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Hi Oleg, dont get discouraged,, the economy is pretty rotten and is putting alot of peoples backs up against a wall forcing them to sell their collections. I dont believe alot of people will forget WW2 or the Third Reich era. Amazingly there are quite a few young people out here that read history. Those who read it will not forget. In all countries revolutions and civil wars are not forgotten after a few centuries. Here in the US The Revolutionary War is very collectible as is the Civil War in 1865. Reenactors and historians ( we as collectors) keep these hobbies alive. "Dont Throw in the towel" or (dont give up) because of the economical climate. Just because it is cloudy outside doesnt mean its going to rain!! Hang on to your investments because its your future. No one forgot Picasso or Monet and collectors are still buying these paintings at very high prices. Doug said it best ...
Originally Posted By: Doug
.hold on longer to maximize your profit, or be forced to go all in with a below market price

You would be amazed at what people collect that is a few hundred years old and what we consider rubbish. I parted with 3 SAs and one of them was a Bulldog,, I kick myself to this day, letting those go. Stay the course if you choose and your patience will pay off. Best to you Oleg,, Larry


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I don't know if its actual interest by some East Europeans or that they have so much disposable income that they buy what's 'hot' at the moment.. What is happening is their economy now sucks like everyone else's and those with the super money have a bunch of these cool pieces already and it's time to move to something else.. It has cooled off there in the last year or 2 considering the last 6 or 7..

Sure we'd all love to have some US civil war stuff, or Napoleonic era, Vikings etc. but there is very little out there. There are literally TONS of 3rd Reich out there and tons yet to be found,,,there will always be interest,,the cool looking regalia, the dark/horrid result of the cult of personality.
As long as there is the collecting hobby collectors will be interested in WWII 'stuff'.

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I am still collecting, I just collect fire arms now. For the same price, one can buy much greater value comparing to the daggers of course. We are lucky to live in US, where one still can fairly easily obtain a permit to buy WWII guns, and rifles. Hopefully, it will continue to be so. As for Eastern European buyers, there are a lot more collectors there than here. We, generation of 70s or 60s, when we were kids were amazed by WWII staff and we all played "Germans" against "Russians" war games. Now, these people are holding key position there and have a lot a lot of cash. An average person cannot afford the good staff, but a person with money, does not care how much it cost. I was there on many occasions in resent history, and it is crazy how much money some people have to spend. They spend more than those rich Arabs in oil rich Middle Eastern Countries, and they "Russians" are interested in WWII staff, unlike Chinese or Middle Easterns. I think due to internet and due to easy shipping to Eastern Europe, the prices for the daggers were greately overinflated. It was a bubble of some sort. Now they are cooled down, but one can still get a good deal overseas of course.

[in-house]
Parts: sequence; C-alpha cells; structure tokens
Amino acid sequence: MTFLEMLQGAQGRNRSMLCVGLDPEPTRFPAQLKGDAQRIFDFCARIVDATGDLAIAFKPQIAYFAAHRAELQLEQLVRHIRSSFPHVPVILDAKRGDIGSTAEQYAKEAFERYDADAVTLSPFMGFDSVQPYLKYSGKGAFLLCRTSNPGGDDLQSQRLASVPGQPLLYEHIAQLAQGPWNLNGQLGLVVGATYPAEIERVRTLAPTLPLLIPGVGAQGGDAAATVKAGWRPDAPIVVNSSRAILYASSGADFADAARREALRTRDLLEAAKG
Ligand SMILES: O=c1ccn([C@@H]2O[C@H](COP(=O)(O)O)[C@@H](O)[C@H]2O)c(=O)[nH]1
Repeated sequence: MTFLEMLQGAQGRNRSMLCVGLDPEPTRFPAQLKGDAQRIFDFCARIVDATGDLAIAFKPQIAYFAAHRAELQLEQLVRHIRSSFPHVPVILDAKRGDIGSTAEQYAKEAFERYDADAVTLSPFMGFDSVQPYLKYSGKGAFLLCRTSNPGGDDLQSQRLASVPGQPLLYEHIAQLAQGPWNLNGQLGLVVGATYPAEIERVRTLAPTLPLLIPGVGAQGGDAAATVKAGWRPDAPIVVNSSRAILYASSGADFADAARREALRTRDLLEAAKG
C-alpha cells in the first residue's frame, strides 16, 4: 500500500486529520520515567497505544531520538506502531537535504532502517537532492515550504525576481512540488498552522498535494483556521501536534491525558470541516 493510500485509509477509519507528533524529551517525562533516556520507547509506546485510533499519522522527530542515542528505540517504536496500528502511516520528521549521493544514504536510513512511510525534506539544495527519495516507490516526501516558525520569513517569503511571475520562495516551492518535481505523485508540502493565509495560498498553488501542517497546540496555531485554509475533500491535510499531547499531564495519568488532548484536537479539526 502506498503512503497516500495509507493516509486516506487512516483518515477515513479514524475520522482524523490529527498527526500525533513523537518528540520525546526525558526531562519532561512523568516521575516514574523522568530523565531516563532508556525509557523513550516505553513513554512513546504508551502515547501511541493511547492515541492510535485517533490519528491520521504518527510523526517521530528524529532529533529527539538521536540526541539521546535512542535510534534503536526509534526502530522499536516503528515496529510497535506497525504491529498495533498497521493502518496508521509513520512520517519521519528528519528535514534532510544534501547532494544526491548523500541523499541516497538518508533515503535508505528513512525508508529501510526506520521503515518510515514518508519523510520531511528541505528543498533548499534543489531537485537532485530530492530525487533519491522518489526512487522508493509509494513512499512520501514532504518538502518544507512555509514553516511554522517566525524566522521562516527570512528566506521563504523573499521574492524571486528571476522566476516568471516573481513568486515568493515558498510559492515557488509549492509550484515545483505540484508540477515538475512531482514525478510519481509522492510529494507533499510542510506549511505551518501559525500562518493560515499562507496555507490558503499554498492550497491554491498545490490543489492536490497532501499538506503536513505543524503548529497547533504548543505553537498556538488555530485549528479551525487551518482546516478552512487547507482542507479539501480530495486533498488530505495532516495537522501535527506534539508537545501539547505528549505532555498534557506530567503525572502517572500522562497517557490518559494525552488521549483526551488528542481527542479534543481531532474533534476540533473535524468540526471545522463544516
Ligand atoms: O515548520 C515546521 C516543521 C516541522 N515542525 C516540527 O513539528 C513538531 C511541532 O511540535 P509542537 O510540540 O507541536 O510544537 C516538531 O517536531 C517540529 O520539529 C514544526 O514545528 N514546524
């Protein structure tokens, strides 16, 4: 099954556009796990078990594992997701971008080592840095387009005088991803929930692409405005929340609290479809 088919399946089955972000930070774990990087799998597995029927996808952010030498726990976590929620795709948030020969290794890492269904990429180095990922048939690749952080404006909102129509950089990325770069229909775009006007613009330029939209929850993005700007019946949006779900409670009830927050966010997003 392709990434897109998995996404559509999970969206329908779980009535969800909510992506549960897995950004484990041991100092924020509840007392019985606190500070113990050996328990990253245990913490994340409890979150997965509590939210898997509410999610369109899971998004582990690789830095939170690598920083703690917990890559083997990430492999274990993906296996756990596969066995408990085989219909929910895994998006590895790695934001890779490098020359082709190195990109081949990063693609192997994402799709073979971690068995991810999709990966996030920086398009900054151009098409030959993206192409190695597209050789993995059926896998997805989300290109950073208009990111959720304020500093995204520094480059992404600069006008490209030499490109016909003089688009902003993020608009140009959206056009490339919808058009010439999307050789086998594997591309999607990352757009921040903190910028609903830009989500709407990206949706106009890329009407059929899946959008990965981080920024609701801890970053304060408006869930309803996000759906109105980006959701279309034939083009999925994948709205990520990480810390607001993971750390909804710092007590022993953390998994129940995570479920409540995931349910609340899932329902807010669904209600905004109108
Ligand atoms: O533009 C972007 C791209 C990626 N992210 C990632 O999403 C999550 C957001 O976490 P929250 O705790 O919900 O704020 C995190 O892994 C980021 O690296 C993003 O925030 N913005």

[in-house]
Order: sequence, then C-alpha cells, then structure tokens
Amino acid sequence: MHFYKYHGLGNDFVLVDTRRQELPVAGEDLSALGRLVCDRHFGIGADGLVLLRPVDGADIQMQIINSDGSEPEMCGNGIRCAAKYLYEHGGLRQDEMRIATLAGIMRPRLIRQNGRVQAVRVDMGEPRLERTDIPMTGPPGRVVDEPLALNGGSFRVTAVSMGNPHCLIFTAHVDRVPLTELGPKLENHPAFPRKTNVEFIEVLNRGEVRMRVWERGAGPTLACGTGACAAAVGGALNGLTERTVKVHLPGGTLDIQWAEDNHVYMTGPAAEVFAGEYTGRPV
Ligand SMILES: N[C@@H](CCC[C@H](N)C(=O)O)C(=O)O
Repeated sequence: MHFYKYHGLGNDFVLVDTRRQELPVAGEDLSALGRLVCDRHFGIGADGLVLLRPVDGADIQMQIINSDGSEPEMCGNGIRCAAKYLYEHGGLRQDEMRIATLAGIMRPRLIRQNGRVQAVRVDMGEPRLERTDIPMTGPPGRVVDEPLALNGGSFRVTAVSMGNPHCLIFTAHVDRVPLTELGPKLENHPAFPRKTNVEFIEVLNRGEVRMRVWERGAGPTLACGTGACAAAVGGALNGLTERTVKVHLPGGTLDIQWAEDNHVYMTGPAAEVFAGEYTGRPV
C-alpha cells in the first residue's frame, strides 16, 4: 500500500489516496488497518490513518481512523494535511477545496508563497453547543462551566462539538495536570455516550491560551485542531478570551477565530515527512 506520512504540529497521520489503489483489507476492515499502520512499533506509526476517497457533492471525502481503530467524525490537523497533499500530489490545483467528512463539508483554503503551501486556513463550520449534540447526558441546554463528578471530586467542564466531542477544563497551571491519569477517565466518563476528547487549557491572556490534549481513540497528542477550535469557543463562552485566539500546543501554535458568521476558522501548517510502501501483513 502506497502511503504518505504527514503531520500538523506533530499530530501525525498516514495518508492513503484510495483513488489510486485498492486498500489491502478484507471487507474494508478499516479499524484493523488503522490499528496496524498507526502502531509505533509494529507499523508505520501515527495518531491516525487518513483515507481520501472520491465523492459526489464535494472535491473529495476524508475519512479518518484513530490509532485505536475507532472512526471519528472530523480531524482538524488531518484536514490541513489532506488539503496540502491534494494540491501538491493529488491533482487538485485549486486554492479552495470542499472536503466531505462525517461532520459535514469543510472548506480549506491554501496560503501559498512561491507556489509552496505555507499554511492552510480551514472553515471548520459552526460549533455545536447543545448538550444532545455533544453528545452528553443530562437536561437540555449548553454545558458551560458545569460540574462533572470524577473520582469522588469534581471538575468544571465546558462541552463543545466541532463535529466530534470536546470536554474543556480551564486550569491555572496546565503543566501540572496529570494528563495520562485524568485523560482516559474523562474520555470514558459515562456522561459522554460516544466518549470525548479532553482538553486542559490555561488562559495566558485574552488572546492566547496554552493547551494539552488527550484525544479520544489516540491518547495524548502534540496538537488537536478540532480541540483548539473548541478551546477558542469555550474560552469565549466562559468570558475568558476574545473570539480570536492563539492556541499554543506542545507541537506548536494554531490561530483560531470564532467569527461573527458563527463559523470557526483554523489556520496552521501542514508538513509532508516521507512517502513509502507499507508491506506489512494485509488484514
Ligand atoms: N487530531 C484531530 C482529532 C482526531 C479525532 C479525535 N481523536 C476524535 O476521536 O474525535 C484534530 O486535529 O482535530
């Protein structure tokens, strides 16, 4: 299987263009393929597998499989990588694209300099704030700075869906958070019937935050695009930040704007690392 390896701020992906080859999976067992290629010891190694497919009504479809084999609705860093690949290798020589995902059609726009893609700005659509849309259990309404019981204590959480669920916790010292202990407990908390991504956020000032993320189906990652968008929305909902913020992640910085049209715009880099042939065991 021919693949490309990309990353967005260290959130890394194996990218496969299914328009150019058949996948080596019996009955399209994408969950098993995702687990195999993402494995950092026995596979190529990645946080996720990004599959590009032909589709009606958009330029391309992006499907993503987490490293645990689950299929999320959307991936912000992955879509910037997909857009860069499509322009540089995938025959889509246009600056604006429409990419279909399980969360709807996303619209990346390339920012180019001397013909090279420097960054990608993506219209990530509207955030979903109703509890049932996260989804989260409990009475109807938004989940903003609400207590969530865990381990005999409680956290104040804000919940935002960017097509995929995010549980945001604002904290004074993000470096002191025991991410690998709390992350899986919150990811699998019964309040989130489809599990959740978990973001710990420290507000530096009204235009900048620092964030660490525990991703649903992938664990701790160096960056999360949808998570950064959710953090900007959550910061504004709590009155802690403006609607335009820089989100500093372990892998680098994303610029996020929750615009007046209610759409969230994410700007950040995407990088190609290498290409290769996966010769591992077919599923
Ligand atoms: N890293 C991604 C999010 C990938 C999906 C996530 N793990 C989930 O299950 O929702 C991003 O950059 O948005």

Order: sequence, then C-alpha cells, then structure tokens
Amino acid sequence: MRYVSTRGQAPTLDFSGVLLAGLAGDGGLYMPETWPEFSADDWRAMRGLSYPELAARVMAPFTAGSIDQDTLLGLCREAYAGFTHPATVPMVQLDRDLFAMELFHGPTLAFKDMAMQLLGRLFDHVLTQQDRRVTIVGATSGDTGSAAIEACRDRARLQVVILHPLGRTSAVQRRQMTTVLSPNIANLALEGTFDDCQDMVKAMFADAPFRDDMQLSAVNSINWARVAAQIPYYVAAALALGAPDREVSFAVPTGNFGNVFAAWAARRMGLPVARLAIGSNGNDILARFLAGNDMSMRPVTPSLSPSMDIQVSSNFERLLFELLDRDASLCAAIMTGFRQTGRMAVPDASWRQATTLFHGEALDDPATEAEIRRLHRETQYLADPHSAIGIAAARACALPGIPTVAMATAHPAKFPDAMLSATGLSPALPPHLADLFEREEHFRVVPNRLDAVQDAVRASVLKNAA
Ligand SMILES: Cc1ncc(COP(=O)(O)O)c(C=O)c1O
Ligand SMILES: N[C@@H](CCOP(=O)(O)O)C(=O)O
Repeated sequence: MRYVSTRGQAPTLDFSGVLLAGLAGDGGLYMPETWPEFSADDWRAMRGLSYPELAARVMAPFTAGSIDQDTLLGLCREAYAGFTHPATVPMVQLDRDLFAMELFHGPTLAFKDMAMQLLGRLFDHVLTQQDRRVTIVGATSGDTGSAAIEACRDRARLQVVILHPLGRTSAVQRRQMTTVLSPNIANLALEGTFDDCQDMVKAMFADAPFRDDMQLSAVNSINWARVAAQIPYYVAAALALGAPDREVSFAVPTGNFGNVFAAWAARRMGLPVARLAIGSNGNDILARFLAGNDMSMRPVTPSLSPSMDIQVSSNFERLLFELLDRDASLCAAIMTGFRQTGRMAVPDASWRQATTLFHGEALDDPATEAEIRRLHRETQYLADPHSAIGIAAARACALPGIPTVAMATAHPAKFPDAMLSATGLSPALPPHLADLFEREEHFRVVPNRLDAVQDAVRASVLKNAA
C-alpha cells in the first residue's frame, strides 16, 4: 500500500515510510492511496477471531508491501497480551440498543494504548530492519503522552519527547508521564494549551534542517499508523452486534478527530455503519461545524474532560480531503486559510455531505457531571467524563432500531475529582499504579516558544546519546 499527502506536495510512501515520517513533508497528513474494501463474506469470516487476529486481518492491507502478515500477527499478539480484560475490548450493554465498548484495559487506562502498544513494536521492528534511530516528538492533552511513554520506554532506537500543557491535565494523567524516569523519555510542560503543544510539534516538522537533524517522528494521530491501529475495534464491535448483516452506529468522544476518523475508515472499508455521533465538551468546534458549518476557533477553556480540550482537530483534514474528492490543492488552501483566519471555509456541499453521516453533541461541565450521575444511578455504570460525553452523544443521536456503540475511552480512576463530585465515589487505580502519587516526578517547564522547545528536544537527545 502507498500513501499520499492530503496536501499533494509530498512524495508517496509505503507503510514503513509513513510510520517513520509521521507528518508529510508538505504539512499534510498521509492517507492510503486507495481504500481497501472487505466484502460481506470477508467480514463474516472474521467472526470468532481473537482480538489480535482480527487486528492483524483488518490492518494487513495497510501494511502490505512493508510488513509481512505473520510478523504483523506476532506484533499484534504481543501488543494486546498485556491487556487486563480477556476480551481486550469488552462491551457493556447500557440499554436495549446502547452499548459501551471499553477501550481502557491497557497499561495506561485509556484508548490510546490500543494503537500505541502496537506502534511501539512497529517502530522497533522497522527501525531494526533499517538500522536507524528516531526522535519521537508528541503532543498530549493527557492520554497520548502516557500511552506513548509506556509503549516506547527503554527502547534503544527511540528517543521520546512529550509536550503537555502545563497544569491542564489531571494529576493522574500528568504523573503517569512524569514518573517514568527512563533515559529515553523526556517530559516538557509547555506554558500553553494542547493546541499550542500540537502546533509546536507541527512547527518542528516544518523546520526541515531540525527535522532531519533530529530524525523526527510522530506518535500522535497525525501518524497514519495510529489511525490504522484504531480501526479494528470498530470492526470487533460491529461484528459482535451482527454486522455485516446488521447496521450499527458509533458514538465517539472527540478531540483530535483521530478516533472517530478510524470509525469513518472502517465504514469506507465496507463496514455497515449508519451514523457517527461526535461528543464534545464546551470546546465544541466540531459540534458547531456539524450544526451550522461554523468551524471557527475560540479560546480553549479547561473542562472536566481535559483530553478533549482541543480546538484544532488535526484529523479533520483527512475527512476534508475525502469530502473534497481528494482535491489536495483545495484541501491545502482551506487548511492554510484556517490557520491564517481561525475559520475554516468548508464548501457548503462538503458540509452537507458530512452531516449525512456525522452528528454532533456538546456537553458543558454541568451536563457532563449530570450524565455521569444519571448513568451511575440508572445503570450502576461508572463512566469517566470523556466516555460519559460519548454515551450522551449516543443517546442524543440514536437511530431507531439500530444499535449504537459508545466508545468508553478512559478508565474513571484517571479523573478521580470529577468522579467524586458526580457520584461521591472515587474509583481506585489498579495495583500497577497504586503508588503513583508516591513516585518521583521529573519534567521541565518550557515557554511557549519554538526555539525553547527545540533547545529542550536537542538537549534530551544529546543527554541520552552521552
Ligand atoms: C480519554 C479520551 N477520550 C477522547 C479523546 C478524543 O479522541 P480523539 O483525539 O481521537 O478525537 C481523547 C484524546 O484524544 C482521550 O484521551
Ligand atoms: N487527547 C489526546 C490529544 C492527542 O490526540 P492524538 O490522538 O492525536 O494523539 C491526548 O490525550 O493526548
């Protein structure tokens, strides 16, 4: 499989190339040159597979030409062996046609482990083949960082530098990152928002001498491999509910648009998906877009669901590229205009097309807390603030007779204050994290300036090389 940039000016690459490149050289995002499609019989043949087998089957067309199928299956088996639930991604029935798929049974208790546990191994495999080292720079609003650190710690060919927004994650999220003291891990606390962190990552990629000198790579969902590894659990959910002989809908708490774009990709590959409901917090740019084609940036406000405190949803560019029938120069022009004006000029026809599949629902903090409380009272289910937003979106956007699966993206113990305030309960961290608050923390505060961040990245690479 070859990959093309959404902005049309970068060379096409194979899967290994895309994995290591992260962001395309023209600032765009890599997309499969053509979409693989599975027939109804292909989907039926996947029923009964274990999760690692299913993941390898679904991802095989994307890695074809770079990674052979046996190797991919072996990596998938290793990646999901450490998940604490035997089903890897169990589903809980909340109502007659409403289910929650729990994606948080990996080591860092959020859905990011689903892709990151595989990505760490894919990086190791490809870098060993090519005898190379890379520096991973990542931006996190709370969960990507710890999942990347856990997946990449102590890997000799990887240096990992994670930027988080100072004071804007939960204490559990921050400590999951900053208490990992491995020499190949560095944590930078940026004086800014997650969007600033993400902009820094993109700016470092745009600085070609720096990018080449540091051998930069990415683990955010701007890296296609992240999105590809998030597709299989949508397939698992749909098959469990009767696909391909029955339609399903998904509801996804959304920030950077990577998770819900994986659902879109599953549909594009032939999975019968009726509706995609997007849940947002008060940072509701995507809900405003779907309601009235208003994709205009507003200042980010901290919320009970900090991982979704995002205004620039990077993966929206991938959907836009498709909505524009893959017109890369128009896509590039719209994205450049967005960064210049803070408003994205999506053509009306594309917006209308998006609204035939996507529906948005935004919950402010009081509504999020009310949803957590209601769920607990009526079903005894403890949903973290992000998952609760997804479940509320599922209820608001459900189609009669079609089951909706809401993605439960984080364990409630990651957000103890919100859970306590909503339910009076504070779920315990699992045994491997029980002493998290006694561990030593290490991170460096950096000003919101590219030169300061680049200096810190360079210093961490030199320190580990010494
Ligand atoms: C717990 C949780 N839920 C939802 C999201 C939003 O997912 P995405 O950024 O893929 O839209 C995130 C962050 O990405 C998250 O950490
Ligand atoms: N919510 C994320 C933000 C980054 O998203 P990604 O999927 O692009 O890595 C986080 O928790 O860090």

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Like Oleg, I have backed off from my dagger buying and switched to firearms. I can purchase a WW2 correctable handgun for usually less than a dagger and find them easier to sell if needed..Although daggers have come down some in price lately.


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A collection went to auction in Canada this Saturday,August 7th..the collection was 45 years old and was valued at between $60-80k..

The whole collection was sold to two buyers

Price: $12,500.00 Canadian

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Means nothing. Very often the auction houses have trouble collecting and the sellers have to wait long long time getting their money. I am speaking of my experiences. In addition, auction fees, sometimes very high.

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Hi Oleg1, all,

Originally Posted By: Oleg1
...I am speaking of my experiences. In addition, auction fees, sometimes very high.


Now THAT I DO know from experience too ... Auctioneers usually take about 1 third of the winning bid? AND very often also a sorta flat-fee'ish amount for the 1st amount (this could be 500, or 1000, in whatever currency you have), so, you ALWAYS end up with WAY less then you think.

Anyway, I think, 2 things are addressed? François is saying something different, like, how new people are treated, but ofcourse that depends on how the new people act too? I don't know, we new'ish folk just have to find out what you experienced people know already? And, I do understand that some1 has to sorta "earn" to be given info when asked. This is more so with SS stuff I think. Some stuff has different kind of collectors.

And you refer to the money/value of things? Im not really 1 to speak, maybe, but, I think, I, "we" I should say, see this as something fun, great to do, interesting? So, looking at it from that point of view, its more like, when you go skating, or running (I truly love both SO FRIGGIN' much!) then, you dont mind to invest a whopping amount in good shoes, 'cause, hell, yer feet, they HURT if you wear those cheapo sneakies. And, wearing those supersale skates? Ya lost that front wheel right there purrdy good missy, sure must've hurt cracking that knee on the asphalt there, goodluck with that! ... So, you dont go for a nickle+dime on that stuff. When these shoes/skates are worn, you throw them away. No money left in it. Or that übercool new *place-favorite-hobby-item-here*! Or that flashy new car? Or supercomputer? They don't return the money you put in it. So, its more like money spent to enjoy, not to keep value, or make profit? I think, if you get what you paid originally, well, you had a GREAT time enjoying the items for free! Now THERES coolness But I do understand that MANY people see it differently, and theres a HUGE business in this stuff going on? Anyway, just my .02 ...

Sincerely,
Karin-Renate


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Originally Posted By: Oleg